Oh. My. BABS! Jennifer Aniston chose to do an homage to Barbra Streisand and Funny Girl for the September issue of Harper’s Bazaar, and these photos… oh my God. On one side, I feel like Aniston is raping the best Streisand movie ever, and that Aniston needs to seriously cool it. On the other side, I kind of see it, the comparison, the homage, the parallels. Maybe if Aniston had kept her original nose? The full Bazaar piece is here, and it is just… I don’t know. I tend to think Aniston just wishes. Barbra, for all of her faults as a person, is one of the most talented women to ever work in Hollywood. She’s a wonderful actress, an amazing singer, a gifted director (hello, Prince of Tides!). Babs is also an Oscar-winner two times over. Aniston… just isn’t. Here are some highlights:
On wanting Streisand‘s voice: “Someone said to me, ‘If I had Barbra’s voice for just one day,’ and I said, ‘Nah, I don’t want to be greedy. If I had her voice for just one shower — just a shower’s worth — I would be happy.’” If so, perhaps it’s worth forgetting modesty and selling tickets. “Hmm, no,” she laughs. “Well, actually, if it was her voice …”
On being a funny girl: “People laugh at me. Sometimes I know why, and sometimes I don’t. But I can pretty much find humor in anything. That is a necessary part of life. I don’t want to say laughter is healing, because it sounds corny, but it’s a release.”
On what she’s learned from Barbra Streisand: “You don’t have to stop at one thing. You can do it all if you want to.”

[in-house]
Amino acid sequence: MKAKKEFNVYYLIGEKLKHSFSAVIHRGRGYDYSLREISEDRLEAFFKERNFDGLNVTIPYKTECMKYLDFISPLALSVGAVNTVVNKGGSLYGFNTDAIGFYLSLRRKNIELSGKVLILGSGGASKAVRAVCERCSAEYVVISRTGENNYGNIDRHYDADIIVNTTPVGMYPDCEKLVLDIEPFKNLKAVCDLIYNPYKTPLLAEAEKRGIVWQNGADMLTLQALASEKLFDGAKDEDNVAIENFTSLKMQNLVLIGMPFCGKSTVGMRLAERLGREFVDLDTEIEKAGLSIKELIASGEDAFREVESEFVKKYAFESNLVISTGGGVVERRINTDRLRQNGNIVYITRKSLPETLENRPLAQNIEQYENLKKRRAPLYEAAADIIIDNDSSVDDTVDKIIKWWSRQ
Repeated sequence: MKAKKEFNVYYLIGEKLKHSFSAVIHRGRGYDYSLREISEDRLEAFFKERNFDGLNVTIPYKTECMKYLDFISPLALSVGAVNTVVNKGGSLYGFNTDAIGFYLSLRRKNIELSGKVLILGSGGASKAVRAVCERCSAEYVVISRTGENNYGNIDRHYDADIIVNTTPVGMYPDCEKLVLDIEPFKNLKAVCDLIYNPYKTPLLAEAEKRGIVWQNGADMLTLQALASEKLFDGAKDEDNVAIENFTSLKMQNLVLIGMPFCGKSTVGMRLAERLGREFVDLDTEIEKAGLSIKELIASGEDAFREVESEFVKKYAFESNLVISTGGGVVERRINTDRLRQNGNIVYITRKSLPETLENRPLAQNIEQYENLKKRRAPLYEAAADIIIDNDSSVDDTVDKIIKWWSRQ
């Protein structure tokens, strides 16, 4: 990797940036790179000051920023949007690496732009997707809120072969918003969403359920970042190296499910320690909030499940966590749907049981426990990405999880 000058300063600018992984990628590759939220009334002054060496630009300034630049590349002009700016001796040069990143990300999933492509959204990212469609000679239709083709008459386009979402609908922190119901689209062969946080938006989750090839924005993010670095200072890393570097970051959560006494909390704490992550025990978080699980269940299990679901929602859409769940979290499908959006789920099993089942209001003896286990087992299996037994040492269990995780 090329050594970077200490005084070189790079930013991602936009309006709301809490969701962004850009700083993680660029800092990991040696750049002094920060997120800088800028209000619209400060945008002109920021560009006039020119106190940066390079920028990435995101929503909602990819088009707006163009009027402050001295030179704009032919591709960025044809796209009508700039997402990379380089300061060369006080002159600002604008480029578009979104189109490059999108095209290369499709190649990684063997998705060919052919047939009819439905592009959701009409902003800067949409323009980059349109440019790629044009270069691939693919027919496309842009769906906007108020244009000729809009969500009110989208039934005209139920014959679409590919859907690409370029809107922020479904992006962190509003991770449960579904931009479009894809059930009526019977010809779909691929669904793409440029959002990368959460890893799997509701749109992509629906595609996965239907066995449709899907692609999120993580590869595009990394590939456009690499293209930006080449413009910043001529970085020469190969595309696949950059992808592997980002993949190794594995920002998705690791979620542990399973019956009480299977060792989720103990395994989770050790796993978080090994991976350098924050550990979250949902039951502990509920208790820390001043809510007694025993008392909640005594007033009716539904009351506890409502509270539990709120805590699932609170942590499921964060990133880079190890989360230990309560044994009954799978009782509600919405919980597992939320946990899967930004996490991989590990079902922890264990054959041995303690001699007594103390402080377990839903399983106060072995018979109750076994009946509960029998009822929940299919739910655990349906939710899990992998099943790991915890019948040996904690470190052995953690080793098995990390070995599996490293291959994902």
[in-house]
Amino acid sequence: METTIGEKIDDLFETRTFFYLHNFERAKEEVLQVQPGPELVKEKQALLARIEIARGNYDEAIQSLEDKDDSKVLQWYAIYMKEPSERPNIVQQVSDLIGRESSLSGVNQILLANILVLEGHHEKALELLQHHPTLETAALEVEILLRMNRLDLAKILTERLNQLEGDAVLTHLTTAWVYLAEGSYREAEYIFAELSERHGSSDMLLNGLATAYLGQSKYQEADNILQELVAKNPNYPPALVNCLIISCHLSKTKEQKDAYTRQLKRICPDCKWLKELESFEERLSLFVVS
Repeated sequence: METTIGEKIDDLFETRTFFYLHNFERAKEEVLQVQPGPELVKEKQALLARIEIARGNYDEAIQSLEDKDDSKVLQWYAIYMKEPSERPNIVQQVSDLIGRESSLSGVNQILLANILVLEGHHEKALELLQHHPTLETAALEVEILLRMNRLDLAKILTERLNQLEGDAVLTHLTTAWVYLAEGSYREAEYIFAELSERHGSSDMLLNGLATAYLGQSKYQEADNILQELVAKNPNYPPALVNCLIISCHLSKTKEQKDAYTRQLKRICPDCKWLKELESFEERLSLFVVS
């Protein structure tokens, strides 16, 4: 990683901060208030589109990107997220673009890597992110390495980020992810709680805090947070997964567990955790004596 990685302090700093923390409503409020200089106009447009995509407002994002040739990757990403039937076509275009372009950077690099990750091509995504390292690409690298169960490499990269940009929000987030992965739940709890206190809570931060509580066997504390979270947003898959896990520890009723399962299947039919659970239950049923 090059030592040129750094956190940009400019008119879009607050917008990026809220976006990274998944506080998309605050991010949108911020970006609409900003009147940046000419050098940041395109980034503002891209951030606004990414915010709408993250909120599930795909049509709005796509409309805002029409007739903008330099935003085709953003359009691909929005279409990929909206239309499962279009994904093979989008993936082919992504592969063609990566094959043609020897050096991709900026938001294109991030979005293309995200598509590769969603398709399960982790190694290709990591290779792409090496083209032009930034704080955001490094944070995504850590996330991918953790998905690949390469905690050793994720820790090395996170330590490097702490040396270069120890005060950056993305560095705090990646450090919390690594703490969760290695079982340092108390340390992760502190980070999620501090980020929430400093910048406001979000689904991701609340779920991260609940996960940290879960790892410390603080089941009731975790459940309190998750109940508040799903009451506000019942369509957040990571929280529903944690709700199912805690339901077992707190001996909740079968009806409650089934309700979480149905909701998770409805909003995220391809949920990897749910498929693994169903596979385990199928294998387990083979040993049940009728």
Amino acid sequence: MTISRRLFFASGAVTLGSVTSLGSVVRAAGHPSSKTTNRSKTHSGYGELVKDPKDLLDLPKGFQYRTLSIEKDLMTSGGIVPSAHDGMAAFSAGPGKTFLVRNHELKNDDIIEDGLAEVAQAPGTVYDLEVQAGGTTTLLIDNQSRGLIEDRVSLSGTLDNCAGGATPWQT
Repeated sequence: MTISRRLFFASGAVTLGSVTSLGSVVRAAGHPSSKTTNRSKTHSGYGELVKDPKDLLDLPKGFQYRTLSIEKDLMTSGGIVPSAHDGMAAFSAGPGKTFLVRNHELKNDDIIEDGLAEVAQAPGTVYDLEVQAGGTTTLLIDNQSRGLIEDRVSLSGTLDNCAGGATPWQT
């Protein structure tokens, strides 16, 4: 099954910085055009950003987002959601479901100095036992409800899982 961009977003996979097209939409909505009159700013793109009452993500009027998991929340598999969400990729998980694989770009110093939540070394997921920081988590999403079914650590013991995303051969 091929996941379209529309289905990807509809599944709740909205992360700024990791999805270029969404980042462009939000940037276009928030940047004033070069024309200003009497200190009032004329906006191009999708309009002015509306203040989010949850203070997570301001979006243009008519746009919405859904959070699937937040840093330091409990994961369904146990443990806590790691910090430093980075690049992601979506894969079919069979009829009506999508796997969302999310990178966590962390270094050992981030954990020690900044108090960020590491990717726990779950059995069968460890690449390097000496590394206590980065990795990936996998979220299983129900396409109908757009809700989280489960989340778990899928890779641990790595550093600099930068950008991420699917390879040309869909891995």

On being in the spotlight: “[Barbra and I] are people who have been put in the spotlight, for better or for worse, and you just keep riding, and you keep overcoming.”
On looking up to Streisand: “Barbra inspires me because there isn’t anything she hasn’t done that she wanted to do, especially as a female in the time when her generation was prime. She’s a true renaissance woman. . . I had a long conversation with Barbra about directing because I directed a short a couple years ago, and if I don’t do it again soon, I’m going to burst out of my skin. And we also love interior design.”
More comparisons: “Also, we are people who have been put in the spotlight, for better or for worse, and you just keep riding, and you keep overcoming, and you just stay true to what you love to do.”
On people laughing at her: “People laugh at me. Sometimes I know why, and sometimes I don’t. But I can pretty much find humor in anything. That is a necessary part of life. I don’t want to say laughter is healing, because it sounds corny, but it’s a release.”
[From Harper’s Bazaar]
I get the fangirling on Babs, I really do. I would fangirl too, that’s not it. My problem is that in the entire interview, Aniston really seems to push the comparisons hard, and I just feel like she’s not worthy. There is no comparing yourself to Babs, unless you’re Bette or Cher or someone like that. Babs made the industry fit her – Aniston (and all of the current rom-com girls) try to fit into the industry. Babs embraced her “ethnic” looks – Aniston is a Greek girl trying to remake herself as a California blonde clone. I could go on, but what’s the point?
Photos courtesy of Bazaar.